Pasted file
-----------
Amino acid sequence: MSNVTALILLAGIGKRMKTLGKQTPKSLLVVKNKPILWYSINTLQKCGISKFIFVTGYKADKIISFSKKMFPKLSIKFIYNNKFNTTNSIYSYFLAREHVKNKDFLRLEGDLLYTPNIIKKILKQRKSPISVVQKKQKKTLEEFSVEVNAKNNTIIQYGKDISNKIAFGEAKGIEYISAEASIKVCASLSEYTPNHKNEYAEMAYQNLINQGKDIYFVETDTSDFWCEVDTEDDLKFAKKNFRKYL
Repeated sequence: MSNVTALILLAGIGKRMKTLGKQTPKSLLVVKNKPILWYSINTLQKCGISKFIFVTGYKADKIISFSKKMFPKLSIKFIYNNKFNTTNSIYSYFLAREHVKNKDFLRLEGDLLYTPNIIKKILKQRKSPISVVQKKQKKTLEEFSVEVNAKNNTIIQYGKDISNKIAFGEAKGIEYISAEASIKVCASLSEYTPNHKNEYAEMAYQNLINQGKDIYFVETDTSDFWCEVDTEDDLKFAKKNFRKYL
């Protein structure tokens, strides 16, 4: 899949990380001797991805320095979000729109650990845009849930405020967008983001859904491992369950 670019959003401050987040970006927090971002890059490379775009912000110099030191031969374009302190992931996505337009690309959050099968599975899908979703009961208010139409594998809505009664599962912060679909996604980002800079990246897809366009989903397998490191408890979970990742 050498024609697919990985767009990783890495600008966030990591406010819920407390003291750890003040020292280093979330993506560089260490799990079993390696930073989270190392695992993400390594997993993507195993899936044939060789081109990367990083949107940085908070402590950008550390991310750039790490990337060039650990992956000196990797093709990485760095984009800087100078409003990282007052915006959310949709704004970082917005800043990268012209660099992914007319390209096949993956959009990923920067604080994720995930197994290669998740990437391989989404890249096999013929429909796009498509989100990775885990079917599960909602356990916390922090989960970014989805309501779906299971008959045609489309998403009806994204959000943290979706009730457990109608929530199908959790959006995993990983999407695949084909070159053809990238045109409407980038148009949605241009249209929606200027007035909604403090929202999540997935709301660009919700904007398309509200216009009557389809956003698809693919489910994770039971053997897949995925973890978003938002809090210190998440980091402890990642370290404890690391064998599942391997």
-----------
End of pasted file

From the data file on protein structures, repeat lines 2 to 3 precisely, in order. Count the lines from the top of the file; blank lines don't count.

Repeated sequence: MSNVTALILLAGIGKRMKTLGKQTPKSLLVVKNKPILWYSINTLQKCGISKFIFVTGYKADKIISFSKKMFPKLSIKFIYNNKFNTTNSIYSYFLAREHVKNKDFLRLEGDLLYTPNIIKKILKQRKSPISVVQKKQKKTLEEFSVEVNAKNNTIIQYGKDISNKIAFGEAKGIEYISAEASIKVCASLSEYTPNHKNEYAEMAYQNLINQGKDIYFVETDTSDFWCEVDTEDDLKFAKKNFRKYL
């Protein structure tokens, strides 16, 4: 899949990380001797991805320095979000729109650990845009849930405020967008983001859904491992369950 670019959003401050987040970006927090971002890059490379775009912000110099030191031969374009302190992931996505337009690309959050099968599975899908979703009961208010139409594998809505009664599962912060679909996604980002800079990246897809366009989903397998490191408890979970990742 050498024609697919990985767009990783890495600008966030990591406010819920407390003291750890003040020292280093979330993506560089260490799990079993390696930073989270190392695992993400390594997993993507195993899936044939060789081109990367990083949107940085908070402590950008550390991310750039790490990337060039650990992956000196990797093709990485760095984009800087100078409003990282007052915006959310949709704004970082917005800043990268012209660099992914007319390209096949993956959009990923920067604080994720995930197994290669998740990437391989989404890249096999013929429909796009498509989100990775885990079917599960909602356990916390922090989960970014989805309501779906299971008959045609489309998403009806994204959000943290979706009730457990109608929530199908959790959006995993990983999407695949084909070159053809990238045109409407980038148009949605241009249209929606200027007035909604403090929202999540997935709301660009919700904007398309509200216009009557389809956003698809693919489910994770039971053997897949995925973890978003938002809090210190998440980091402890990642370290404890690391064998599942391997």